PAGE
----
Story of a grain of salt wanting to know how salty is the ocean to illustrate the subject of cognition and object of cognition. Being a participant to truly understand.

Talking to a flame to illustrate this teaching of being and non-being.

Thay writes these pairs of opposites on the board: birth and death, being and nonbeing, coming and going, sameness and otherness. All these must be transcended to see the true face of reality.

A teaching on interbeing and four more notions – self, man, living beings, and life span. Thay explains each as outiined in the Diamond Sutra. This Sutra teaches us that humans are only made of non-human elements. This is one of the oldest teachings in deep ecology. The Buddha too is comprised of non-Buddha elements. This is why bowing to the Buddha is not worshiping, but is a meditation.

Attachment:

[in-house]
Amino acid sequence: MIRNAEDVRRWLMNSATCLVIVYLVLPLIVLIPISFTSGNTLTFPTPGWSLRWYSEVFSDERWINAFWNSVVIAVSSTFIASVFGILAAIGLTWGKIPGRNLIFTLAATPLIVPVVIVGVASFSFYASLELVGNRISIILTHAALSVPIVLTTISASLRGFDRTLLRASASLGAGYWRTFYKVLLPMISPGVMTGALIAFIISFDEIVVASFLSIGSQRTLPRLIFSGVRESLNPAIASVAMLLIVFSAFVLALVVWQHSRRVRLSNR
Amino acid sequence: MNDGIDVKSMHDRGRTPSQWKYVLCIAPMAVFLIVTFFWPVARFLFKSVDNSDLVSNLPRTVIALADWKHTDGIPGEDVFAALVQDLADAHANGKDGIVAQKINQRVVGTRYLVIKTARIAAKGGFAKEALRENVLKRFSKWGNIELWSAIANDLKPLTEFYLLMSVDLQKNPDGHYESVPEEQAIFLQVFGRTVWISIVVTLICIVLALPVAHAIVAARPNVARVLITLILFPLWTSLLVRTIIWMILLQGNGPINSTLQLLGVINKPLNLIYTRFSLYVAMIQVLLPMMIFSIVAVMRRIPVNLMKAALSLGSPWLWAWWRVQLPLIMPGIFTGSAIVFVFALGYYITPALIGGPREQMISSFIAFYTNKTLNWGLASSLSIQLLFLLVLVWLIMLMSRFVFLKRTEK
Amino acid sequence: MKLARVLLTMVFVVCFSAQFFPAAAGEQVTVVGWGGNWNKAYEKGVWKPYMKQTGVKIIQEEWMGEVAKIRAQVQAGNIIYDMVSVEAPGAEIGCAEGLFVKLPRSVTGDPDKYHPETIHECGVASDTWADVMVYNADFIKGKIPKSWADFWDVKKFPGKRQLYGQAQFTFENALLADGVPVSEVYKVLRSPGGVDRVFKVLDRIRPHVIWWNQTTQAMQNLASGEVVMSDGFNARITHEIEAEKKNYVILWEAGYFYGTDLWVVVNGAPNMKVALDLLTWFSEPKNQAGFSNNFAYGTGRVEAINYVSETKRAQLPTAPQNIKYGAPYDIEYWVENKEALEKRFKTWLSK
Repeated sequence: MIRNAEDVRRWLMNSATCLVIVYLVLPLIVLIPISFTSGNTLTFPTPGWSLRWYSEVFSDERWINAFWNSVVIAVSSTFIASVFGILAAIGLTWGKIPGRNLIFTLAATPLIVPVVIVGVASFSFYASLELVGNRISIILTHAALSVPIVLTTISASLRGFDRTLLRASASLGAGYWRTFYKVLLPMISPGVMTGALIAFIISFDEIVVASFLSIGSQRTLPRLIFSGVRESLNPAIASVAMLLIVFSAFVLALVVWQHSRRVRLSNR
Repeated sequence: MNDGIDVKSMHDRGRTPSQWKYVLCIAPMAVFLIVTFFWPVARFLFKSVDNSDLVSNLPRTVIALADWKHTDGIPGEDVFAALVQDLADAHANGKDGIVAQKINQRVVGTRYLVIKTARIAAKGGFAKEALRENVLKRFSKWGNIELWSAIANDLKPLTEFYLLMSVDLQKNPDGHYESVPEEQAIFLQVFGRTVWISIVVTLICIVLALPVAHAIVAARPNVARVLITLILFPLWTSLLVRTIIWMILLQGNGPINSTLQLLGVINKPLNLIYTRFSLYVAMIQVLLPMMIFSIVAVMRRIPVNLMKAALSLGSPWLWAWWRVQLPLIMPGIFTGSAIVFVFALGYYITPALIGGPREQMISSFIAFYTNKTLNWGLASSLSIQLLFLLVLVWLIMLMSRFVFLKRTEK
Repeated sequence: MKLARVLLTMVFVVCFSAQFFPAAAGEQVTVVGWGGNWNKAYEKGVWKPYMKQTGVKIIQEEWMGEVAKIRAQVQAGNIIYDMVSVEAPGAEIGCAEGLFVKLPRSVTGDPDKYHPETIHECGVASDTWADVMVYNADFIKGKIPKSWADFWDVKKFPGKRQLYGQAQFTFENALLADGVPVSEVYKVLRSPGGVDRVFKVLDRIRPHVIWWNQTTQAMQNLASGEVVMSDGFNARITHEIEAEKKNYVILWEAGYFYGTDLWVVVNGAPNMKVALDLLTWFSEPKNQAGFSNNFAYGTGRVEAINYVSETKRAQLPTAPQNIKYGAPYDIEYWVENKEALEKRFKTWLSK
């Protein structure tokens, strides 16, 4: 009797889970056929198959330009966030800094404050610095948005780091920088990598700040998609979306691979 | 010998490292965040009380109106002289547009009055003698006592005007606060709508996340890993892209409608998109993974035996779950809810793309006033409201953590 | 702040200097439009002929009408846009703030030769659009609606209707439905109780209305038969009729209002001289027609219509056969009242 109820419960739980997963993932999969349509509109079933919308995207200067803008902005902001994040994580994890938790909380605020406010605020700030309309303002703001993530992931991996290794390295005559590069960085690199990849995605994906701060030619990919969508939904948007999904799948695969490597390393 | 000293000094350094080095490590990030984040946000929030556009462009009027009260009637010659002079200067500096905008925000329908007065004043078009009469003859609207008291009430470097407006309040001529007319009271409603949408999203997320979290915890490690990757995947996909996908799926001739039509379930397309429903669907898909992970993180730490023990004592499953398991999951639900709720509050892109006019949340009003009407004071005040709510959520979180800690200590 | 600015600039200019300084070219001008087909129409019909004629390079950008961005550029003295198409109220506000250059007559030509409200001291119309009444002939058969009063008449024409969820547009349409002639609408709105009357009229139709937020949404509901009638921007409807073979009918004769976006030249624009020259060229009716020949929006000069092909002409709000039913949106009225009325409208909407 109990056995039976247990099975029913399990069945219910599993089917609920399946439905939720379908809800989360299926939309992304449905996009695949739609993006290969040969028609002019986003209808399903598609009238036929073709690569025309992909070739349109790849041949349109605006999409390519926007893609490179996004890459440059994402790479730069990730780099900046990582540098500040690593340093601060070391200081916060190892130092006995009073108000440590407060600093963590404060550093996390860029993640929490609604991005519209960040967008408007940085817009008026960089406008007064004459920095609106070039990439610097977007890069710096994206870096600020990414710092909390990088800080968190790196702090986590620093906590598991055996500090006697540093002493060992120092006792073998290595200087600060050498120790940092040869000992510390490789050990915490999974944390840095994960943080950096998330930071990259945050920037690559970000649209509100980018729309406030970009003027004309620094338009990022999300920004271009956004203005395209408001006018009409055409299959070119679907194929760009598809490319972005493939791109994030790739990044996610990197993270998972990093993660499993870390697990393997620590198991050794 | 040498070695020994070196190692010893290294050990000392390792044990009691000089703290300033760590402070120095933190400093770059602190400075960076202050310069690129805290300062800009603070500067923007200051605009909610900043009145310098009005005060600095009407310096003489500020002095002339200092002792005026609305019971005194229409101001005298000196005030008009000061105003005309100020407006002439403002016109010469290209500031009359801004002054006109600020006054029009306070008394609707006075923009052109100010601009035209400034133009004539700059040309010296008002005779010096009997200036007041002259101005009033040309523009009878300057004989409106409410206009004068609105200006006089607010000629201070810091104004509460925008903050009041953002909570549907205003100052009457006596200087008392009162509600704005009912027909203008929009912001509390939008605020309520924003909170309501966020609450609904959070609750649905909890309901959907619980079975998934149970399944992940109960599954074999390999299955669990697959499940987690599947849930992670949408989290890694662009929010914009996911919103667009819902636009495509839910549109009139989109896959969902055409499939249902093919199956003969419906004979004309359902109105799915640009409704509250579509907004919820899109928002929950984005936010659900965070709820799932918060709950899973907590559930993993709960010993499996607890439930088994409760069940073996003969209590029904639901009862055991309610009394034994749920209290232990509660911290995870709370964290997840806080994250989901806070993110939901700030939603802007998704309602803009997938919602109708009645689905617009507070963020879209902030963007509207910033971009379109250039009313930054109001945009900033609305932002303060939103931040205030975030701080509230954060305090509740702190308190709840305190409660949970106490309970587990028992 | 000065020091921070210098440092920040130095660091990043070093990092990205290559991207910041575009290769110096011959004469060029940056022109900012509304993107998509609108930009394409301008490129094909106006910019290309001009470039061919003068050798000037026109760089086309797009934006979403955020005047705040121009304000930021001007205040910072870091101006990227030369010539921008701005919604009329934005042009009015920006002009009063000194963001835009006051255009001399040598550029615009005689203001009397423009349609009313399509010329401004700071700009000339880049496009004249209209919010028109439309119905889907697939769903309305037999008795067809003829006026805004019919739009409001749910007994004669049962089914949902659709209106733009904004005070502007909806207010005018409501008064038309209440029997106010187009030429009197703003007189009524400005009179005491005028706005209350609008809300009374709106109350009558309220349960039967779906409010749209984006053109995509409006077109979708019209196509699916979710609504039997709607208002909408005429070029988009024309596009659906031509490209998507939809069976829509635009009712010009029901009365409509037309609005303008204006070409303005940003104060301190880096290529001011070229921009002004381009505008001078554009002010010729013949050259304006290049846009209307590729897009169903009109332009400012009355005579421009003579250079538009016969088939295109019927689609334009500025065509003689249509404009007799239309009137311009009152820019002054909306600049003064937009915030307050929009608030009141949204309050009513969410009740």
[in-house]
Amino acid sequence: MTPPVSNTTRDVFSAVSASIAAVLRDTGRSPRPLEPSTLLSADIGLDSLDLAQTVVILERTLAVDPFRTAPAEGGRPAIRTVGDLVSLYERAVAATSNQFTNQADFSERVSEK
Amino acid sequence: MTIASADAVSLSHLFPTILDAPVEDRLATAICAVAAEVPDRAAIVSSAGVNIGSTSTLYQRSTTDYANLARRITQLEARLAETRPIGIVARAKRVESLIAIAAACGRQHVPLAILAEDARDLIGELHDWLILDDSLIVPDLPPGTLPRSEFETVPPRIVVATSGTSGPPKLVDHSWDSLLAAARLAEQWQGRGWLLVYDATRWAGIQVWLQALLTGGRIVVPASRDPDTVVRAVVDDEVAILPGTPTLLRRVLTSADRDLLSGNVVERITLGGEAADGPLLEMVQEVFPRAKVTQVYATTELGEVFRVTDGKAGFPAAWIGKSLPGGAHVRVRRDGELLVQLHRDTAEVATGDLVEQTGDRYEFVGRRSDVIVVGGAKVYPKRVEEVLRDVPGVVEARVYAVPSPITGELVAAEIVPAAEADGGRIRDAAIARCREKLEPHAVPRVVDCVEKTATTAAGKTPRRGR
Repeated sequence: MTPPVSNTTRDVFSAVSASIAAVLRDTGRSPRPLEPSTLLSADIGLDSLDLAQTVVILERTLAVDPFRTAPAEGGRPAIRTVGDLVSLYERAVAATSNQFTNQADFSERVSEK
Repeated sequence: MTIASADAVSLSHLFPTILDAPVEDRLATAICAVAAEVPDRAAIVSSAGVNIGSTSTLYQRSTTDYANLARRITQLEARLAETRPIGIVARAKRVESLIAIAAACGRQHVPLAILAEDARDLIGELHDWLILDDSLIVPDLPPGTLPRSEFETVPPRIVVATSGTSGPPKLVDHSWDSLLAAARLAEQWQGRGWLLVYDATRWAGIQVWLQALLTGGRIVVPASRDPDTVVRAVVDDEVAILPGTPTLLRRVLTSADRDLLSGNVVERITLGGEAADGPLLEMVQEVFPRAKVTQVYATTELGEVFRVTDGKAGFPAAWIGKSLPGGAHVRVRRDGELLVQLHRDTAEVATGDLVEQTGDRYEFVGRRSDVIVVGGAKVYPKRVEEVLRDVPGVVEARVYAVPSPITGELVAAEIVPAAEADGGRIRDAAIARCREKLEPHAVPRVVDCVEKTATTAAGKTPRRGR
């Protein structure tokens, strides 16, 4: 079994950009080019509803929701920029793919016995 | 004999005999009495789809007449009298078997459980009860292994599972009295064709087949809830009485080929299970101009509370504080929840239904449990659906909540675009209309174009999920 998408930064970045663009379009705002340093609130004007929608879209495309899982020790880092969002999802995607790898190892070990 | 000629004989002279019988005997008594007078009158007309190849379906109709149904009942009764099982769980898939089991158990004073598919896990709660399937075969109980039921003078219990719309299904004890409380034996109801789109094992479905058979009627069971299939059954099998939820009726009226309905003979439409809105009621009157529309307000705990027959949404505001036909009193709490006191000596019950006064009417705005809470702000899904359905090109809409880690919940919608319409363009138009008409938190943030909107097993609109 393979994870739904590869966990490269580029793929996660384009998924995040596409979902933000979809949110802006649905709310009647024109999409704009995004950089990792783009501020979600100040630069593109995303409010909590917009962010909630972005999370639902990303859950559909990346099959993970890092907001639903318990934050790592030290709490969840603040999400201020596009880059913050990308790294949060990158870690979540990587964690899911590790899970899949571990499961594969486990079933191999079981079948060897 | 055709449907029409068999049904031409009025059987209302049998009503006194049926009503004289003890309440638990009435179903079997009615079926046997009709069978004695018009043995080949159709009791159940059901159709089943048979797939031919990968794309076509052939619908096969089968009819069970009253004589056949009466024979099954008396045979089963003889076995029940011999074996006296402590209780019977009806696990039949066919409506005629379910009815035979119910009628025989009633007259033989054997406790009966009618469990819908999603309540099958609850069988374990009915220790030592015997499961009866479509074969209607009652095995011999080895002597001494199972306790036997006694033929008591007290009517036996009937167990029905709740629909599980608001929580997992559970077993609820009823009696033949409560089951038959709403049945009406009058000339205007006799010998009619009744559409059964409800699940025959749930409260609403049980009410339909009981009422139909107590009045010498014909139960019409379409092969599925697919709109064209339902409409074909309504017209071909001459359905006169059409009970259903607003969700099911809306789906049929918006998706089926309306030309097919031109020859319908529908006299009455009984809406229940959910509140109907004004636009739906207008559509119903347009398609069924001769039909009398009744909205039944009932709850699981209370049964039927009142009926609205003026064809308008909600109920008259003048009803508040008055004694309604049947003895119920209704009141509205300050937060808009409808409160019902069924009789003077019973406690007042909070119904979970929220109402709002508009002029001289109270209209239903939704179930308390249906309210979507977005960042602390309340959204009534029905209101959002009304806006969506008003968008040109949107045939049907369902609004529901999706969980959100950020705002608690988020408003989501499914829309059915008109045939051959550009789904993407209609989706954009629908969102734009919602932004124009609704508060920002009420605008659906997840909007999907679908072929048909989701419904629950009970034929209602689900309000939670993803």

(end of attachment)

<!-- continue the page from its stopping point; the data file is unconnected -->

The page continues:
We have been talking of Right View and dualism. We turn now to three other elements of the noble eightfold path that arise from Right View. Right Thinking can help us remove all discrimination. It is thinking that can produce understanding and compassion. It can heal the world. From these two we can then practice Right Speech. To restore and reconcile. This element includes our ability for deep listening. And then we turn to Right Action. Anything we can do with our body to protect and save. These three are all forms of action, starting with our thoughts. Thinking is already action. And we produce each of these every day. The philosopher Jean-Paul Sartre said that man is the sum of his action. In Sanskrit, this is called karma. Everything we produce will continue us; it does not disappear. We are the author, and that is our continuation. If we can keep our beginners mind alive, surely we will have a beautiful future.